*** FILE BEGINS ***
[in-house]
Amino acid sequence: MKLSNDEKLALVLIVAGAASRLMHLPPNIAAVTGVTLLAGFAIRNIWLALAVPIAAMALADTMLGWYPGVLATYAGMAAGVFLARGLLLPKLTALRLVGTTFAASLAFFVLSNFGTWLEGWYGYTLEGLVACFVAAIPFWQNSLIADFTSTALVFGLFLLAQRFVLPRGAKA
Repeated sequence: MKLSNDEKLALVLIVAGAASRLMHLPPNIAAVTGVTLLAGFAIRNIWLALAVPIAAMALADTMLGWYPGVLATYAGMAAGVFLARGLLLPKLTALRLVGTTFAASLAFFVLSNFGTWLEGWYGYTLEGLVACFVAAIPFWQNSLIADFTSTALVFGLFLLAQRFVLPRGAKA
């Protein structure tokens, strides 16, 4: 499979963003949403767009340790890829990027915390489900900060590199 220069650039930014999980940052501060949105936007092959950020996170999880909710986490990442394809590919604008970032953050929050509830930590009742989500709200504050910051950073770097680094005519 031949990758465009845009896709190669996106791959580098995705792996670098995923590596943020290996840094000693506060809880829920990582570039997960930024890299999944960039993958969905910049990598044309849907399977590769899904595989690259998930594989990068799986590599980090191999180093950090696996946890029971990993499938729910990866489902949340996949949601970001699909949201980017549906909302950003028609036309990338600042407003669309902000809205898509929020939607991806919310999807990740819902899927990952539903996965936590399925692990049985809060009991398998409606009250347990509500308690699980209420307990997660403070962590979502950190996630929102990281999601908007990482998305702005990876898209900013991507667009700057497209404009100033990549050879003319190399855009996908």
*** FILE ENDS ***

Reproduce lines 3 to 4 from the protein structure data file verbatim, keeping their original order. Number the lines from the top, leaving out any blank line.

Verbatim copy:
Repeated sequence: MKLSNDEKLALVLIVAGAASRLMHLPPNIAAVTGVTLLAGFAIRNIWLALAVPIAAMALADTMLGWYPGVLATYAGMAAGVFLARGLLLPKLTALRLVGTTFAASLAFFVLSNFGTWLEGWYGYTLEGLVACFVAAIPFWQNSLIADFTSTALVFGLFLLAQRFVLPRGAKA
């Protein structure tokens, strides 16, 4: 499979963003949403767009340790890829990027915390489900900060590199 220069650039930014999980940052501060949105936007092959950020996170999880909710986490990442394809590919604008970032953050929050509830930590009742989500709200504050910051950073770097680094005519 031949990758465009845009896709190669996106791959580098995705792996670098995923590596943020290996840094000693506060809880829920990582570039997960930024890299999944960039993958969905910049990598044309849907399977590769899904595989690259998930594989990068799986590599980090191999180093950090696996946890029971990993499938729910990866489902949340996949949601970001699909949201980017549906909302950003028609036309990338600042407003669309902000809205898509929020939607991806919310999807990740819902899927990952539903996965936590399925692990049985809060009991398998409606009250347990509500308690699980209420307990997660403070962590979502950190996630929102990281999601908007990482998305702005990876898209900013991507667009700057497209404009100033990549050879003319190399855009996908």